GRIM findings of a health regulator report reveal Haringey Teaching Primary Care Trust is failing to meet targets in a number of key areas.

High pregnancy rates, lack of adequate breast screening in women aged between 53 and 70 and a failure to provide access to primary care were three of the most serious weaknesses identified by the Care Quality Commission report.

The report aims to assess how well NHS trusts provide services for patients and how well it manage its finances.

Figures from 2007, show that 1 in 14 Haringey schoolgirls falls pregnant which is the 4th highest rate in the country.

Breast screening figures from the same year showed that only 44.8 per cent of eligible women were taking up their appointments once every three years.

The London average was recorded at 55 per cent and of the 31 PCTs in the capital, Haringey had the fifth worst rate.

In Thursday's report, out of a total of 44 categories Haringey TCPT failed in seven and under-achieved it six helping it score an overall 'fair' rating — the second lowest mark below excellent and good.

For financial management, however, the Trust was deemed to be good.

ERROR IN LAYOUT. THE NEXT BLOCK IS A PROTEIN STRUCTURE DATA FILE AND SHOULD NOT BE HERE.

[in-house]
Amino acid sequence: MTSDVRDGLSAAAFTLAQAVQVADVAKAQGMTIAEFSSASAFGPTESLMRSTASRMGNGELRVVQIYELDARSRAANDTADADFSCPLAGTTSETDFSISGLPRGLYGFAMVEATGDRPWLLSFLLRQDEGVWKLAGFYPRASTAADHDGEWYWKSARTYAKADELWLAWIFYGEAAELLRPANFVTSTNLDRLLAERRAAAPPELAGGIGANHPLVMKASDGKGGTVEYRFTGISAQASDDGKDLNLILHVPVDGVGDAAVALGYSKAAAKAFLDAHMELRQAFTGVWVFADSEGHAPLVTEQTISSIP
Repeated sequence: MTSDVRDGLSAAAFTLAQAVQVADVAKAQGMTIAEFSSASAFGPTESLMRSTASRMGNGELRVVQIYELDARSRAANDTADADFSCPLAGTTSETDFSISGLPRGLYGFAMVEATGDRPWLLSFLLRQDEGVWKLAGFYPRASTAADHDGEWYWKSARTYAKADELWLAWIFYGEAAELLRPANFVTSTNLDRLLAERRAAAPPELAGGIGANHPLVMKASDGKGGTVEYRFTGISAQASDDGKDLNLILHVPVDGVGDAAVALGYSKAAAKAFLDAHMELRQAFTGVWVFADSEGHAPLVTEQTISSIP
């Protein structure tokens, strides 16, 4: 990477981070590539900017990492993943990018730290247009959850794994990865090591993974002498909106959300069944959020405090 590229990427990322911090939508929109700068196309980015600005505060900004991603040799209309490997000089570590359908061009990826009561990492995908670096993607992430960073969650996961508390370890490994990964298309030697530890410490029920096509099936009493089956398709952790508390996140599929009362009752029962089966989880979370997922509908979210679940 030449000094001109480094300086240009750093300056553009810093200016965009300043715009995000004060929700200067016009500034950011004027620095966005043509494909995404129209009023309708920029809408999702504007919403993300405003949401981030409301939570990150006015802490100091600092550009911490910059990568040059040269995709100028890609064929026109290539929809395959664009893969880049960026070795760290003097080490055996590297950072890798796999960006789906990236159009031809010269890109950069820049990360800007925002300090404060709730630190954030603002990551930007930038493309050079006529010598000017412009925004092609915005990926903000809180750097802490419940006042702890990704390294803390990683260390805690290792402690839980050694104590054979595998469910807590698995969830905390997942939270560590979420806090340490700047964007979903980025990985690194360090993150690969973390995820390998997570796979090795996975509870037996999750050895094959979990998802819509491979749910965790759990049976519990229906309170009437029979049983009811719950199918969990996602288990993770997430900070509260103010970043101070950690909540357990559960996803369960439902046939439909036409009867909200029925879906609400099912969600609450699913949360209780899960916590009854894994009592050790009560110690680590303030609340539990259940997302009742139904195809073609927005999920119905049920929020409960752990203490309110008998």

Cynthia Bower, CQC chief executive, said: “The NHS has performed well on quality, which is good news in the face of a rigorous assessment. Those rated ‘excellent’ deserve to be commended – it is not easy to achieve this rating and missing just one standard could drop the score. Trusts rated ‘good’ have also performed strongly.

“But it is clear that some trusts are struggling and that some issues are proving tough nuts to crack. My biggest concern is those trusts that are ‘weak’ and persistently ‘weak’ or ‘fair’. They must do better for their patients.

"I want to ring the alarm bell in the boardrooms of these organisations. Next year, all trusts must register with us to legally function. It is clear that many have significant work to do and a short time in which to do it."

Last year, the Trust was also found to be fair after falling from 'good' in 2006/07.

Haringey TCPT, criticised over the death of Baby P, was also found to be one of nine Trusts in the capital which failed to meet standards in child protection.

It was better news for Hospital Trusts who serve Haringey patients.

North Middlesex University Hospital Trust, in Edmonton, an acute and specialist trust, was awarded an overall rating of good and fair for financial management. The Whittington Hospital Trust, in Archway, was found to be good overall with excellent financial management.

Whittington chairman Joe Liddane is delighted with the result: "This is a further series of improvements for the Whittington and a strong result. It recognises the unfaltering staff dedication to improving patient services, our hospital efficiency and the effort that helps make the Whittington the hospital of choice for local people.”

Barnet, Enfield and Haringey mental health trust rated excellent overall and good for financial management.

The Haringey Indpendent is awaiting comment from Haringey TCPT.